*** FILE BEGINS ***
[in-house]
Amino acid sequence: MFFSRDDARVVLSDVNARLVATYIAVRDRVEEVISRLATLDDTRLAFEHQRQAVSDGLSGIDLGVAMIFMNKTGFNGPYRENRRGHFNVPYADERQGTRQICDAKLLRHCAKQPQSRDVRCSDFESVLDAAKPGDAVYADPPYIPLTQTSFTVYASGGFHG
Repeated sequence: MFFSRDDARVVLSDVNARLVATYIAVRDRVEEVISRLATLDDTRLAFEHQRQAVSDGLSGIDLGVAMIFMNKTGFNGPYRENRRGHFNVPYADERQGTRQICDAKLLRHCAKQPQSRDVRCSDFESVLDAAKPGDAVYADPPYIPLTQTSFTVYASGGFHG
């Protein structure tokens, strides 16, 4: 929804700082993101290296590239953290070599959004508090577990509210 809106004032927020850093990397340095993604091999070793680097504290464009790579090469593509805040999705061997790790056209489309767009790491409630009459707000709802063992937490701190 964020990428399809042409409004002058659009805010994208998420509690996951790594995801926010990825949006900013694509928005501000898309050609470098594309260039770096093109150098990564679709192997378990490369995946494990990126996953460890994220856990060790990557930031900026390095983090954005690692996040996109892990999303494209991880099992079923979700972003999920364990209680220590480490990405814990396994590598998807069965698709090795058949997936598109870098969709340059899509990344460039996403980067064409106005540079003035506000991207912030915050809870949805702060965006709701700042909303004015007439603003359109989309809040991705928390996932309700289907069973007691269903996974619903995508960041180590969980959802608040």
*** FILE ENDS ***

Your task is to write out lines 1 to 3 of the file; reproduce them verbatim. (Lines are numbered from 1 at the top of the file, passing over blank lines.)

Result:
[in-house]
Amino acid sequence: MFFSRDDARVVLSDVNARLVATYIAVRDRVEEVISRLATLDDTRLAFEHQRQAVSDGLSGIDLGVAMIFMNKTGFNGPYRENRRGHFNVPYADERQGTRQICDAKLLRHCAKQPQSRDVRCSDFESVLDAAKPGDAVYADPPYIPLTQTSFTVYASGGFHG
Repeated sequence: MFFSRDDARVVLSDVNARLVATYIAVRDRVEEVISRLATLDDTRLAFEHQRQAVSDGLSGIDLGVAMIFMNKTGFNGPYRENRRGHFNVPYADERQGTRQICDAKLLRHCAKQPQSRDVRCSDFESVLDAAKPGDAVYADPPYIPLTQTSFTVYASGGFHG